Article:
‘Serious’ fears for passenger safety as ‘40 to 50’ youths hurl stones at the Hayling Ferry

BOSSES behind a harbour ferry service fear one of their passengers could be ‘seriously hurt’ unless urgent police action is taken to crack down on anti-social youths.

Thursday, 25th April 2019, 6:37 pm
Updated Thursday, 25th April 2019, 6:43 pm
The Hayling ferry, which travels between Eastney and Hayling Island. Picture: Colin Hill
The Hayling ferry, which travels between Eastney and Hayling Island. Picture: Colin Hill

The warning comes after Hayling Ferry workers faced a hellish Easter weekend marred by 40-strong mobs hurling stones at the boat as it went between Eastney and Hayling Island. 

Not even MoD police could deter the thugs, with one stone reportedly missing an armed officer by inches as he stepped from a RIB boat on to the Eastney pontoon on Friday. 

Colin Hill, the ferry’s skipper, said another stone thumped against a passenger’s backpack on Sunday afternoon but did not cause injury. 

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The Hayling ferry, which travels between Eastney and Hayling Island. Picture: Colin Hill

‘Somebody is going to get seriously hurt one day unless something is done,’ said Mr Hill.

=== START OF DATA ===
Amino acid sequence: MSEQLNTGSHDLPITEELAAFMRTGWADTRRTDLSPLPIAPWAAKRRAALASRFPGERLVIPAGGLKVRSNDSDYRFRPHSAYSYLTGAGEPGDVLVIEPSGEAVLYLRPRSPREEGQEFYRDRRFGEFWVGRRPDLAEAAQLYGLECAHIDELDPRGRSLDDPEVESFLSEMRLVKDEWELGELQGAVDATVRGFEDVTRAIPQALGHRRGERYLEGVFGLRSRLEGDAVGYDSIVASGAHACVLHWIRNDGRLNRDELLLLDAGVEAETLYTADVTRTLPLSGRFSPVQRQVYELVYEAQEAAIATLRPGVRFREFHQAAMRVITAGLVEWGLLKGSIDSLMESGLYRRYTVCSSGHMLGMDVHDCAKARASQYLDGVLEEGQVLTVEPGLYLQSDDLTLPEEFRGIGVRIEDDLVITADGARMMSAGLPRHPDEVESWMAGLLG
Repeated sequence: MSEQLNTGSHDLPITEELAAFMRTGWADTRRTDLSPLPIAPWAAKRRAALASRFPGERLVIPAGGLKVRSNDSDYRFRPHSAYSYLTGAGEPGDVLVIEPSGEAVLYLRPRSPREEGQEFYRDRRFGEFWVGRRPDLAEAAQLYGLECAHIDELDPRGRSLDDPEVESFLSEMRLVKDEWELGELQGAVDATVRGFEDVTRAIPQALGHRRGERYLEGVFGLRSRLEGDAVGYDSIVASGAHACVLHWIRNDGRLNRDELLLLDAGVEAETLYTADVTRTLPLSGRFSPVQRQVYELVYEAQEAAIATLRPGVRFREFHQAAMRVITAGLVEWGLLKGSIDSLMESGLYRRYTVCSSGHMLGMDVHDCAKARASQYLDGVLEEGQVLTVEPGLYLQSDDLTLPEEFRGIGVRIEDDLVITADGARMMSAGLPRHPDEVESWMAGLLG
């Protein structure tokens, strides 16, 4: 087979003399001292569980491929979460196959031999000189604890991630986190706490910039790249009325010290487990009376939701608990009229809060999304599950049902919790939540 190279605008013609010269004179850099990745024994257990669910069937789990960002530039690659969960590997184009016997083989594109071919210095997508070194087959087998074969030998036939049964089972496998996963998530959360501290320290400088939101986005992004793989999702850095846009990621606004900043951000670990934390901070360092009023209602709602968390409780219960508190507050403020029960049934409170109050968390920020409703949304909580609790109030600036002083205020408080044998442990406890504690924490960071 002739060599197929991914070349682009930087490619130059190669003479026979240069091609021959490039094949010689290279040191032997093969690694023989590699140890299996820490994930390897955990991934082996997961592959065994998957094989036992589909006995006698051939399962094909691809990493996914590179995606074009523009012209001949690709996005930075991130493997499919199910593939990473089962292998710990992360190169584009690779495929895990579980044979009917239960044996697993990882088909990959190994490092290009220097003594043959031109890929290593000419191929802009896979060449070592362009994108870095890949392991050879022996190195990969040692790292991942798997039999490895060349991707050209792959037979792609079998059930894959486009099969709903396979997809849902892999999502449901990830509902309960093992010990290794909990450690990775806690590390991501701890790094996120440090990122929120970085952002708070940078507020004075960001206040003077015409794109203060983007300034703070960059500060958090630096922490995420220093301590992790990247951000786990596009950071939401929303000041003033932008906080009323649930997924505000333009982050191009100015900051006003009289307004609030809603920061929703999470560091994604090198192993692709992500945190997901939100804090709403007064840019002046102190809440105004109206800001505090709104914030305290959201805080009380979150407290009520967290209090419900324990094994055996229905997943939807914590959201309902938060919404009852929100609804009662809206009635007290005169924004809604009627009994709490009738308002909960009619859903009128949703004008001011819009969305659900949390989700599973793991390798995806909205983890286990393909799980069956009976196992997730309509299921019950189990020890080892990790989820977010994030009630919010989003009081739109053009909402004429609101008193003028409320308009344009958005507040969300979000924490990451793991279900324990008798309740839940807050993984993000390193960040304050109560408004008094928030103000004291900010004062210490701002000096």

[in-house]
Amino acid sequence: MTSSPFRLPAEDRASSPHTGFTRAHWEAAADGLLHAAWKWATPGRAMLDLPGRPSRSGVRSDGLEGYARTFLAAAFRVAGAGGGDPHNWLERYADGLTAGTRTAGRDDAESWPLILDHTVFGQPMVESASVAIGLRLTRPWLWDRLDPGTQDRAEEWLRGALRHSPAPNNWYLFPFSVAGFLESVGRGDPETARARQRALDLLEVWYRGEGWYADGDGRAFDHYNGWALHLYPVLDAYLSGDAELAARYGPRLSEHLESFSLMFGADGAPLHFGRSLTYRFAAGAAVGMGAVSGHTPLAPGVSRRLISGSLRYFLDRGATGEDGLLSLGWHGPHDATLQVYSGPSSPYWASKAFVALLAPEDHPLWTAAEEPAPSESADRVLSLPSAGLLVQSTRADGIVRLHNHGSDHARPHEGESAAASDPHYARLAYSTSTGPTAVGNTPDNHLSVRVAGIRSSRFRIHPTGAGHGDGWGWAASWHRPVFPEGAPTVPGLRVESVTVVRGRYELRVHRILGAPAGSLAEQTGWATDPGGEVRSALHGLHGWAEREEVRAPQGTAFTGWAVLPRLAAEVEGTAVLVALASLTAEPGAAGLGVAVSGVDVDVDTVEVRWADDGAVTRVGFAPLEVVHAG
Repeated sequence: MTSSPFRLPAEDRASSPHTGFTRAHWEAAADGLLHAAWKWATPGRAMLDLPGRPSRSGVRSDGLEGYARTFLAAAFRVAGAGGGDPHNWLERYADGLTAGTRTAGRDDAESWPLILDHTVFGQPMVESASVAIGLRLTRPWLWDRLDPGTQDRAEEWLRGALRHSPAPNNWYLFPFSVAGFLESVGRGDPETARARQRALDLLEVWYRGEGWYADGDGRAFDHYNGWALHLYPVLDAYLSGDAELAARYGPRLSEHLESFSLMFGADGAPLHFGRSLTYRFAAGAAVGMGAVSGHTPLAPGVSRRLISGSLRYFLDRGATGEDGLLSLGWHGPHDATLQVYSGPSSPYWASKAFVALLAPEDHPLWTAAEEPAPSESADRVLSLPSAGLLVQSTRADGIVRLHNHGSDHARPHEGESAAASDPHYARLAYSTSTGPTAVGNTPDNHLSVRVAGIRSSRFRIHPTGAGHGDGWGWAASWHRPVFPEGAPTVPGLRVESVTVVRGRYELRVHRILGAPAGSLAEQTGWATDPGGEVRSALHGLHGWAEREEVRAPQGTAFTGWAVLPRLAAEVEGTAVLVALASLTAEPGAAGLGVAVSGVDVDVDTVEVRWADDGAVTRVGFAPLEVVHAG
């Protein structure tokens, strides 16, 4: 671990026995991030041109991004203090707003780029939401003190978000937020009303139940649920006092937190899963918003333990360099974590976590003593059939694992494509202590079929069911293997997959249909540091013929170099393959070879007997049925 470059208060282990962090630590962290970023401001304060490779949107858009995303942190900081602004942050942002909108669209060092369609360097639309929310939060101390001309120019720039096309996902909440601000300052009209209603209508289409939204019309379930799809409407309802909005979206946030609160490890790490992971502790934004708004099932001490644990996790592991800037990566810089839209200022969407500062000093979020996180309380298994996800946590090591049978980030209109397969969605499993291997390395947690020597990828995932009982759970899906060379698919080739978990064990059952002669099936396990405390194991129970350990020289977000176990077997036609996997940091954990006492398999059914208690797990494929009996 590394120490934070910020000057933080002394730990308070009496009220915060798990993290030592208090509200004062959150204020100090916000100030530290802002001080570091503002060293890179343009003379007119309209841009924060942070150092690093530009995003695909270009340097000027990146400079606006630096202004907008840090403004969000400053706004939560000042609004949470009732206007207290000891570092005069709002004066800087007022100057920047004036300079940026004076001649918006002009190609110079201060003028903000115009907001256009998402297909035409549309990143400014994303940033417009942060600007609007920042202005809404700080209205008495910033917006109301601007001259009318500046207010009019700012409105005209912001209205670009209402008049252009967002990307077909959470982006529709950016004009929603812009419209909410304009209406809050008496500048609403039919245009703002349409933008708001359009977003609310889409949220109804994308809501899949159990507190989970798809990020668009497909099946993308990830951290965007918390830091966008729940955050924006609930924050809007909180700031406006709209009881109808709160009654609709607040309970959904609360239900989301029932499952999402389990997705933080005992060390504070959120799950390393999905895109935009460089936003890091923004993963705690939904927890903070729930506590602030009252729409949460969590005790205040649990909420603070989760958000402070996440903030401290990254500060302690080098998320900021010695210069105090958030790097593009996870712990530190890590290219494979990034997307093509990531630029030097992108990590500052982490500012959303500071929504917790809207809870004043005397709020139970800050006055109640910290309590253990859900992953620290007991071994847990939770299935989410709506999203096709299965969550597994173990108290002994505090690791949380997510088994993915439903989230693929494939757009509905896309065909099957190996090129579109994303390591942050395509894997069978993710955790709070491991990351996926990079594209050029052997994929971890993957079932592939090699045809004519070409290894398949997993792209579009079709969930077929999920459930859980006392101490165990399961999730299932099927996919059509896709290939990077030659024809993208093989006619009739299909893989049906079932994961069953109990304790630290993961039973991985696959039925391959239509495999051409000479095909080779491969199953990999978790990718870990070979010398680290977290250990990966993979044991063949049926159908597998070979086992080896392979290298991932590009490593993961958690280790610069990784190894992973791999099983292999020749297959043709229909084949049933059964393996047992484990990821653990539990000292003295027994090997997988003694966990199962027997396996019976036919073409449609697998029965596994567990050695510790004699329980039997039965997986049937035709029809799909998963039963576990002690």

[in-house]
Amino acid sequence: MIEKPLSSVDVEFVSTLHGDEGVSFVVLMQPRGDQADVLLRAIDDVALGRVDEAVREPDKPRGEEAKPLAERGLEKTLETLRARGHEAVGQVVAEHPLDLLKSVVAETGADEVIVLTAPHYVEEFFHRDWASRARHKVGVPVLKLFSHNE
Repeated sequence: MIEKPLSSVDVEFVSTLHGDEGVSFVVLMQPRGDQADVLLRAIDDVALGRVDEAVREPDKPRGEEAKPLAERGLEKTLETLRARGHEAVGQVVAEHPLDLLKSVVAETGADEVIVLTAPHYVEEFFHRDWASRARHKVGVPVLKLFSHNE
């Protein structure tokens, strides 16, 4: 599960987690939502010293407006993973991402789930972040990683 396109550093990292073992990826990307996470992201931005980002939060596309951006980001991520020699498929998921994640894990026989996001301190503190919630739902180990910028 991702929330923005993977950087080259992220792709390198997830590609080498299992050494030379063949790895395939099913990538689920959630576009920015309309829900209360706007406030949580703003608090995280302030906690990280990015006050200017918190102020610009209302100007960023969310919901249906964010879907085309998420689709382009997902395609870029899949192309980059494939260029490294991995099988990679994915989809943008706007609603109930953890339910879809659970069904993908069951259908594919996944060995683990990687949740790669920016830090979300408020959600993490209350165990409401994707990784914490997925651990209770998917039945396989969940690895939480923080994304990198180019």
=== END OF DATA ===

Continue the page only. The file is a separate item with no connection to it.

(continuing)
‘It worries me so much that we’ve actually installed a dash cam this season.’ 

He added: ‘We tell some of our older passengers to come inside just in case it happens, because we never know when it will.'

James Clark, Langstone Harbour's deputy harbour master, said as many as ‘40 to 50’ youths were causing havoc on Friday, as temperatures rose to break Easter records.

He said the anti-social behaviour – which goes back to when the ferry was relaunched in 2016 – only gets worse when warm spells coincide with school holidays. 

‘The scale of the problem is quite bad… you have to experience it in order to believe it,’ he said. 

‘We try and respond to it the best we can but nothing works. 

‘If something doesn't get done someone is going to get hit by one of these stones.’

Mr Clark said police are ‘no deterrent’ to the youths and has backed a call from Mr Hill for a dispersal order to be imposed on the ferry’s Eastney side, where youngsters gather. 

A vocal campaigner for the ferry’s revival three years ago, Mark Coates, said the service itself could hang in the balance if no resolution is reached. 

‘Without a shadow of a doubt [the behaviour] will impact on the future of the ferry because, on the most part, people do not take that route because it's convenient,’ he said. 

‘They take it because it's more relaxing than getting stuck in traffic on the A27.

‘This behaviour completely destroys that experience.’ 

A spokesman for Hampshire Constabulary confirmed police attended the Eastney side of the ferry twice on Saturday after back-to-back reports of stones being thrown. 

They also verified a report of the same behaviour a day later. 

‘The local neighbourhood policing team have been informed with a view to looking at tackling this behaviour longer term,' the spokesman said. 

‘We would continue to encourage anyone who has witnessed anti-social behaviour in the area to report it to police on 101.’